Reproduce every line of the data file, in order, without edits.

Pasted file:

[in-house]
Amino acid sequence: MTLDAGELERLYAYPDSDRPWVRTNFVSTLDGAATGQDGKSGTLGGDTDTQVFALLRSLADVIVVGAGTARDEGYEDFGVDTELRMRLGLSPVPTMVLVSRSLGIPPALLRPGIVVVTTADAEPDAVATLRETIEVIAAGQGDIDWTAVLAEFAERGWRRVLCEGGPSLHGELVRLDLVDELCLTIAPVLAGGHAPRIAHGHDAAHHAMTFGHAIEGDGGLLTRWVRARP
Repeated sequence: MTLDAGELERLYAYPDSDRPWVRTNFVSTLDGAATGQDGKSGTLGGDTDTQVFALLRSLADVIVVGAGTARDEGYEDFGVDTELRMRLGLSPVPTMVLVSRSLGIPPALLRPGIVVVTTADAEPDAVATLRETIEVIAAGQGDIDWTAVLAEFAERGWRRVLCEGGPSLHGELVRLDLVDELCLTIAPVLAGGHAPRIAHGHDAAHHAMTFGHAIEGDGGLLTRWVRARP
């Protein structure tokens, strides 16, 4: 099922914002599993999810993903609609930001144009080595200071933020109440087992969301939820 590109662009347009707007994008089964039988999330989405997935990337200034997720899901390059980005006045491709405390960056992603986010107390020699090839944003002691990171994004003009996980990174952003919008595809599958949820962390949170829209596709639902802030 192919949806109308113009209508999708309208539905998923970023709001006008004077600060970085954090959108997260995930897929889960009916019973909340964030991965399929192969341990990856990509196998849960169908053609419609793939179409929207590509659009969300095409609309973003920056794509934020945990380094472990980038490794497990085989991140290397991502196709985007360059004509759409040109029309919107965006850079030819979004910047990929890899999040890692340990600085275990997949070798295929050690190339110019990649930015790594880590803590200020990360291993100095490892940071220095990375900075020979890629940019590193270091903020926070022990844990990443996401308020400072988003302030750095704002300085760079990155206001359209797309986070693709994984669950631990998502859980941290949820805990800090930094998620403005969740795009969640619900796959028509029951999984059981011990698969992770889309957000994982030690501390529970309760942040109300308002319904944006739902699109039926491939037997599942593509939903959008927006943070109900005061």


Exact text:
[in-house]
Amino acid sequence: MTLDAGELERLYAYPDSDRPWVRTNFVSTLDGAATGQDGKSGTLGGDTDTQVFALLRSLADVIVVGAGTARDEGYEDFGVDTELRMRLGLSPVPTMVLVSRSLGIPPALLRPGIVVVTTADAEPDAVATLRETIEVIAAGQGDIDWTAVLAEFAERGWRRVLCEGGPSLHGELVRLDLVDELCLTIAPVLAGGHAPRIAHGHDAAHHAMTFGHAIEGDGGLLTRWVRARP
Repeated sequence: MTLDAGELERLYAYPDSDRPWVRTNFVSTLDGAATGQDGKSGTLGGDTDTQVFALLRSLADVIVVGAGTARDEGYEDFGVDTELRMRLGLSPVPTMVLVSRSLGIPPALLRPGIVVVTTADAEPDAVATLRETIEVIAAGQGDIDWTAVLAEFAERGWRRVLCEGGPSLHGELVRLDLVDELCLTIAPVLAGGHAPRIAHGHDAAHHAMTFGHAIEGDGGLLTRWVRARP
């Protein structure tokens, strides 16, 4: 099922914002599993999810993903609609930001144009080595200071933020109440087992969301939820 590109662009347009707007994008089964039988999330989405997935990337200034997720899901390059980005006045491709405390960056992603986010107390020699090839944003002691990171994004003009996980990174952003919008595809599958949820962390949170829209596709639902802030 192919949806109308113009209508999708309208539905998923970023709001006008004077600060970085954090959108997260995930897929889960009916019973909340964030991965399929192969341990990856990509196998849960169908053609419609793939179409929207590509659009969300095409609309973003920056794509934020945990380094472990980038490794497990085989991140290397991502196709985007360059004509759409040109029309919107965006850079030819979004910047990929890899999040890692340990600085275990997949070798295929050690190339110019990649930015790594880590803590200020990360291993100095490892940071220095990375900075020979890629940019590193270091903020926070022990844990990443996401308020400072988003302030750095704002300085760079990155206001359209797309986070693709994984669950631990998502859980941290949820805990800090930094998620403005969740795009969640619900796959028509029951999984059981011990698969992770889309957000994982030690501390529970309760942040109300308002319904944006739902699109039926491939037997599942593509939903959008927006943070109900005061």